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Old October 19th 14, 06:12 AM posted to rec.bicycles.misc
Joy Beeson
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Posts: 1,137
Default AG: Look out for the leaves


Autumn's leaves can be as slippery as winter's ice. Even when the
pavement is dry, leaf-on-leaf doesn't have a very high coefficient of
friction, and when there's a layer of slimy rotten leaves hiding under
the dry fluffy leaves, you haven't got a chance.


As dramatic as it would be to say that the incident on the boardwalk
last November was the reason that the rides long enough to record in
my diary at
http://joybeeson.home.comcast.net/~joybeeson/CENT2014/
didn't start until August[1], there were other factors: the weather
turned nasty just as rehab had begun, the winter's supply of snow was
doled out to keep the roads slick almost every day, and in March I
slipped on snow I'd tracked into the kitchen, twisted my knee, and had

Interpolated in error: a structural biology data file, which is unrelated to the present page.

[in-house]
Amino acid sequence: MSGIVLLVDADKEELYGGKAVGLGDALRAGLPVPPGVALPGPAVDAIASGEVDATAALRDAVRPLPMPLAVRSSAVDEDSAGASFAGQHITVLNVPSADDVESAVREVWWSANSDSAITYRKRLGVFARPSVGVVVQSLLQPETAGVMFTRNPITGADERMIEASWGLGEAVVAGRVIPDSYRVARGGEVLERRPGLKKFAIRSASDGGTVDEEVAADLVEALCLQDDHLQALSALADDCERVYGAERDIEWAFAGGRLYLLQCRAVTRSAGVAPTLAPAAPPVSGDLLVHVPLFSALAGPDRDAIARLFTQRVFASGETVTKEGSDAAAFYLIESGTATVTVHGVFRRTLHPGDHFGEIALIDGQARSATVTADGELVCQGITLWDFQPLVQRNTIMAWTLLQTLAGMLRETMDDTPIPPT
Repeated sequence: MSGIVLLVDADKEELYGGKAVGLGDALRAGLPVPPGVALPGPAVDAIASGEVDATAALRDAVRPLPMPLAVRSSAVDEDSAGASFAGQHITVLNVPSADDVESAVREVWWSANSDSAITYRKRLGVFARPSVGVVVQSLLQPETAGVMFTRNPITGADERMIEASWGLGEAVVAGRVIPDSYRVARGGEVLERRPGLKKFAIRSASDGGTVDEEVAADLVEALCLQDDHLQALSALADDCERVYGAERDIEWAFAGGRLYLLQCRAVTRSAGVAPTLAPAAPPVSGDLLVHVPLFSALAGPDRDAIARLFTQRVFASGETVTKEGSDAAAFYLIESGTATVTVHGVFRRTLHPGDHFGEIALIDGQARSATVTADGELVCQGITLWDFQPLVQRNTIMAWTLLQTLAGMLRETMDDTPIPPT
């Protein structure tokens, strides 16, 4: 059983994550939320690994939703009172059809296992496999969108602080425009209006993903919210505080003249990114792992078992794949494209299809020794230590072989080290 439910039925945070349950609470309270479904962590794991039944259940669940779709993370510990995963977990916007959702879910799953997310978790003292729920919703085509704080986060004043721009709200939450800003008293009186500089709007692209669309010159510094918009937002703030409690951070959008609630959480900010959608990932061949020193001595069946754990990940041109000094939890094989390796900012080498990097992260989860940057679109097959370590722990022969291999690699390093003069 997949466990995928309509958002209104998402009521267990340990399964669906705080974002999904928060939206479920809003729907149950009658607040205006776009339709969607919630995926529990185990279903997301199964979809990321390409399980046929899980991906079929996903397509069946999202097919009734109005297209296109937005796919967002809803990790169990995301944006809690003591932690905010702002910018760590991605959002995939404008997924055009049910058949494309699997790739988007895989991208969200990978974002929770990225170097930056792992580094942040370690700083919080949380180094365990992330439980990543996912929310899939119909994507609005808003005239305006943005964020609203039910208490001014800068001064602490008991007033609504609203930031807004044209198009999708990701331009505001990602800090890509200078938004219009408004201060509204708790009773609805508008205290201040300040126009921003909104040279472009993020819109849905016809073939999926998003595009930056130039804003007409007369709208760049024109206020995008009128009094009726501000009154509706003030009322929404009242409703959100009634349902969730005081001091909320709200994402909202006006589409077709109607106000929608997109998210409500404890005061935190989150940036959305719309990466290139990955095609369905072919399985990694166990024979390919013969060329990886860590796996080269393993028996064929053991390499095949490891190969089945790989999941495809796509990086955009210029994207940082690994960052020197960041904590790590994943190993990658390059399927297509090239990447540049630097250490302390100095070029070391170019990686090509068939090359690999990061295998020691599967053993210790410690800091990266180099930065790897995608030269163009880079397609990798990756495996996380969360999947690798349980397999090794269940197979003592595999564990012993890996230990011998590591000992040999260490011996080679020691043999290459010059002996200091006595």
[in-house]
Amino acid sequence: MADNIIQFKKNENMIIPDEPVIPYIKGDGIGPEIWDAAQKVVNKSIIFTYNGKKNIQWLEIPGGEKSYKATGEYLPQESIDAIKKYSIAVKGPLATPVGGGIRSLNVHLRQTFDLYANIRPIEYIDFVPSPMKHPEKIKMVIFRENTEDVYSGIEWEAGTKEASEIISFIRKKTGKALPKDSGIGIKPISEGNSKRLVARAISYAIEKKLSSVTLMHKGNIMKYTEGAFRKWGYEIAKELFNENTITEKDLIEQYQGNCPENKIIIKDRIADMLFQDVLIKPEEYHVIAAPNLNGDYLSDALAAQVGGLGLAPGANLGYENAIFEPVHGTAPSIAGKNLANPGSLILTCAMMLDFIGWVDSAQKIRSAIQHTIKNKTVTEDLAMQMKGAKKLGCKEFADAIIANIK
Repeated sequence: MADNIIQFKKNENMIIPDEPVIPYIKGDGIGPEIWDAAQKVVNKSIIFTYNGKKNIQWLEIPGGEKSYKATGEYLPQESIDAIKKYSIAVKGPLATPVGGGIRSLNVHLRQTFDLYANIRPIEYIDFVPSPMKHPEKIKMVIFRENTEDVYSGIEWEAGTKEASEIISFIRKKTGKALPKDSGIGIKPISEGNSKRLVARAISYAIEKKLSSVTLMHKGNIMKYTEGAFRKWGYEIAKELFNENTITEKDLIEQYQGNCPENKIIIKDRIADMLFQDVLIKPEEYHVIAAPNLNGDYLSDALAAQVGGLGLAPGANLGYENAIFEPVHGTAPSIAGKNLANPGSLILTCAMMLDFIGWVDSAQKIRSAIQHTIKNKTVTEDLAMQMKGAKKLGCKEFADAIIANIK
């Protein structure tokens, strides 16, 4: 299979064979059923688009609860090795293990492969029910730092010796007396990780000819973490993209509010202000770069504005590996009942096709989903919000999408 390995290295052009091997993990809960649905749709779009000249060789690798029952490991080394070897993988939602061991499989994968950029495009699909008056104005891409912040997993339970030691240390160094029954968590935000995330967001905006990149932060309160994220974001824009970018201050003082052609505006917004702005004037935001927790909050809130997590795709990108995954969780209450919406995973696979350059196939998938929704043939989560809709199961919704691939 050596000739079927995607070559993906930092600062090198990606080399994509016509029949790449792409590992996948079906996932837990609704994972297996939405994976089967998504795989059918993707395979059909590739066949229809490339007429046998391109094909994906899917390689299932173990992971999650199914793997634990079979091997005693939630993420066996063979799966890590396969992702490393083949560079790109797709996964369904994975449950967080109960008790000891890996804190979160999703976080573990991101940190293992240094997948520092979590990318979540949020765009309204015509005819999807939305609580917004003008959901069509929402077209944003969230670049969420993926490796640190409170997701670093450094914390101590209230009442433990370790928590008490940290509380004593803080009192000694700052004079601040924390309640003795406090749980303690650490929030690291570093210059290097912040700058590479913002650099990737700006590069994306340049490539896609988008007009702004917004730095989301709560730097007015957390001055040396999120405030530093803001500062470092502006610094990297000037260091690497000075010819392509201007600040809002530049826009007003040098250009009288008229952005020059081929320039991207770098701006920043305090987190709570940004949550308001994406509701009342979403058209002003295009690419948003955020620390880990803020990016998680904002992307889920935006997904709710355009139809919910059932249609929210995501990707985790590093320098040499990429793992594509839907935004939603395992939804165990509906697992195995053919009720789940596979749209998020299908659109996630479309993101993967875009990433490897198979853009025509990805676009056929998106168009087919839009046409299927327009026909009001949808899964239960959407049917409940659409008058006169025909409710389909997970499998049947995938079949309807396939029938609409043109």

to ride a flatfoot instead of walking well into spring.

I heartily recommend the flatfoot/comfort/step-through/semi-recumbent
bike for rehab, by the way -- it allows you to exercise a leg without
putting weight on it, and you can't strain muscles because it won't
allow you to push the pedals with anything resembling force. Though I
did once instinctively pull back on the handlebars until I almost rose
in the saddle when I wanted to charge the transition from sod road to
asphalt, and it worked.

But you do have to be able to walk at least a little before you can
ride, and if there is an upslope along your route you have to be able
to walk at least that far -- but a flatfoot is an excellent wheeled
cane.


[1] The reports start in September because the routes of the warm-up
rides in August were boring. Also, September was when I got the idea
of writing up my quarter centuries.


--
joy beeson at comcast dot net
http://joybeeson.home.comcast.net/
The above message is a Usenet post.
I don't recall having given anyone permission to use it on a Web site.

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